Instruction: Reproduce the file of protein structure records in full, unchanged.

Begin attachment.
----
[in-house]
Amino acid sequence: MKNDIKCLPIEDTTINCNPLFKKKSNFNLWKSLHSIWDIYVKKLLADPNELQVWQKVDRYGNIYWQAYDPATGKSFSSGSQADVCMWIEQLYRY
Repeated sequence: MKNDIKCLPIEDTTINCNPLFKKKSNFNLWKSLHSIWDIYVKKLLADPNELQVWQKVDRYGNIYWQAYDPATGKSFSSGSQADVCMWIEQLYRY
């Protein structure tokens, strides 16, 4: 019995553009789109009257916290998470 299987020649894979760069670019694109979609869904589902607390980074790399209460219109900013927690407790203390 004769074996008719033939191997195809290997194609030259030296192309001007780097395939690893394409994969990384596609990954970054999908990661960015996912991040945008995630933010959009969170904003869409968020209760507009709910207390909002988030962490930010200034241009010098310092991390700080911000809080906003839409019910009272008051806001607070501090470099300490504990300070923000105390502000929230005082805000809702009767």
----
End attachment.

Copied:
[in-house]
Amino acid sequence: MKNDIKCLPIEDTTINCNPLFKKKSNFNLWKSLHSIWDIYVKKLLADPNELQVWQKVDRYGNIYWQAYDPATGKSFSSGSQADVCMWIEQLYRY
Repeated sequence: MKNDIKCLPIEDTTINCNPLFKKKSNFNLWKSLHSIWDIYVKKLLADPNELQVWQKVDRYGNIYWQAYDPATGKSFSSGSQADVCMWIEQLYRY
């Protein structure tokens, strides 16, 4: 019995553009789109009257916290998470 299987020649894979760069670019694109979609869904589902607390980074790399209460219109900013927690407790203390 004769074996008719033939191997195809290997194609030259030296192309001007780097395939690893394409994969990384596609990954970054999908990661960015996912991040945008995630933010959009969170904003869409968020209760507009709910207390909002988030962490930010200034241009010098310092991390700080911000809080906003839409019910009272008051806001607070501090470099300490504990300070923000105390502000929230005082805000809702009767």